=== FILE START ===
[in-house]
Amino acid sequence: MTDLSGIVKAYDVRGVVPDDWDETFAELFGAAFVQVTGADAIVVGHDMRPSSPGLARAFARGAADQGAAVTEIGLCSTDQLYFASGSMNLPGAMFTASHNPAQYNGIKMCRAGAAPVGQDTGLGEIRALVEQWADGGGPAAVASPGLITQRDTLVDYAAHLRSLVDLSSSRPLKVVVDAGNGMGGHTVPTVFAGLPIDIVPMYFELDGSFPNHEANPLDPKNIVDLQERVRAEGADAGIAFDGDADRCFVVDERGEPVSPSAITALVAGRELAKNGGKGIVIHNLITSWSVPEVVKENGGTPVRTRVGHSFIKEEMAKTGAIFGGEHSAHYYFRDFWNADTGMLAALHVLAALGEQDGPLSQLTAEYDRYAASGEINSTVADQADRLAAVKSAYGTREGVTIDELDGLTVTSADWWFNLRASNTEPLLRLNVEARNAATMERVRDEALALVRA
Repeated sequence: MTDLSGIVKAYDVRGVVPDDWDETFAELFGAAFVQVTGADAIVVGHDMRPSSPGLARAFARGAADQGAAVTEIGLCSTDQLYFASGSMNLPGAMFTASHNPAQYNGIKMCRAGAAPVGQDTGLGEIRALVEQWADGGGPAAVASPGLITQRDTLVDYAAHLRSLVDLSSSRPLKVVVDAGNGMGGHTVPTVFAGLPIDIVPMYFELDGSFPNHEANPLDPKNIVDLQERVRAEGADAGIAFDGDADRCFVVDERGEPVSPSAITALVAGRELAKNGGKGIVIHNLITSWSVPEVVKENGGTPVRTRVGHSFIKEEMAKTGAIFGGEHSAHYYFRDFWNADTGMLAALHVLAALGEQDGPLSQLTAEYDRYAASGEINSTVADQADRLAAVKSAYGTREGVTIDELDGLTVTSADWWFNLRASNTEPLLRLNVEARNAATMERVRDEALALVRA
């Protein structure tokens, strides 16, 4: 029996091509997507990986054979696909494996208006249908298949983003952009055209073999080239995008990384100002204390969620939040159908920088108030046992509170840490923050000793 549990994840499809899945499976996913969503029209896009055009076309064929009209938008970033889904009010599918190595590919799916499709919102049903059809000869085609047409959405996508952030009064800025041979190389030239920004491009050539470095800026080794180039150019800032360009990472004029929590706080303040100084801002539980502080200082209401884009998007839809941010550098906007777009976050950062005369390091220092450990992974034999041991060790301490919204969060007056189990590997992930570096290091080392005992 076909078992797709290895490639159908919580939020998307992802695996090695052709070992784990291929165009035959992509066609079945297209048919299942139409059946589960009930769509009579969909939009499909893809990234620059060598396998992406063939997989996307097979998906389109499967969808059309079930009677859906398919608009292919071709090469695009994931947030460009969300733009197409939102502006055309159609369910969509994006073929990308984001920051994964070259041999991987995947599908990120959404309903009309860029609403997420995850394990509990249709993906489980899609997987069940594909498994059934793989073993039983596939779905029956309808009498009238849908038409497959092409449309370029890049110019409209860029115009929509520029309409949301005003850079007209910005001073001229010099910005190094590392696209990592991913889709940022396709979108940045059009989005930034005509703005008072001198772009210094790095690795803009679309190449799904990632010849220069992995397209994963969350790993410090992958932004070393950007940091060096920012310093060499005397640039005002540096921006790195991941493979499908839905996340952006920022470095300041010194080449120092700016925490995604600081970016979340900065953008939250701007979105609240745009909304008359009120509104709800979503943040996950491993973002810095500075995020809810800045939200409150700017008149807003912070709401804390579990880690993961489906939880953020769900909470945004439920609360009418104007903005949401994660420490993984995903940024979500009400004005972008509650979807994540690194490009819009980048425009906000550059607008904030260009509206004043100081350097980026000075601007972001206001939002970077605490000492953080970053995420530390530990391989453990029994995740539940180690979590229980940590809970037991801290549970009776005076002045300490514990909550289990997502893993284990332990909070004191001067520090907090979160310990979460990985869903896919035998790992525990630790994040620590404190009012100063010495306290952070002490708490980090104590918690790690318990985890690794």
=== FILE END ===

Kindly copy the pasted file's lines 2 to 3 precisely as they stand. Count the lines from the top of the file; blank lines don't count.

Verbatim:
Amino acid sequence: MTDLSGIVKAYDVRGVVPDDWDETFAELFGAAFVQVTGADAIVVGHDMRPSSPGLARAFARGAADQGAAVTEIGLCSTDQLYFASGSMNLPGAMFTASHNPAQYNGIKMCRAGAAPVGQDTGLGEIRALVEQWADGGGPAAVASPGLITQRDTLVDYAAHLRSLVDLSSSRPLKVVVDAGNGMGGHTVPTVFAGLPIDIVPMYFELDGSFPNHEANPLDPKNIVDLQERVRAEGADAGIAFDGDADRCFVVDERGEPVSPSAITALVAGRELAKNGGKGIVIHNLITSWSVPEVVKENGGTPVRTRVGHSFIKEEMAKTGAIFGGEHSAHYYFRDFWNADTGMLAALHVLAALGEQDGPLSQLTAEYDRYAASGEINSTVADQADRLAAVKSAYGTREGVTIDELDGLTVTSADWWFNLRASNTEPLLRLNVEARNAATMERVRDEALALVRA
Repeated sequence: MTDLSGIVKAYDVRGVVPDDWDETFAELFGAAFVQVTGADAIVVGHDMRPSSPGLARAFARGAADQGAAVTEIGLCSTDQLYFASGSMNLPGAMFTASHNPAQYNGIKMCRAGAAPVGQDTGLGEIRALVEQWADGGGPAAVASPGLITQRDTLVDYAAHLRSLVDLSSSRPLKVVVDAGNGMGGHTVPTVFAGLPIDIVPMYFELDGSFPNHEANPLDPKNIVDLQERVRAEGADAGIAFDGDADRCFVVDERGEPVSPSAITALVAGRELAKNGGKGIVIHNLITSWSVPEVVKENGGTPVRTRVGHSFIKEEMAKTGAIFGGEHSAHYYFRDFWNADTGMLAALHVLAALGEQDGPLSQLTAEYDRYAASGEINSTVADQADRLAAVKSAYGTREGVTIDELDGLTVTSADWWFNLRASNTEPLLRLNVEARNAATMERVRDEALALVRA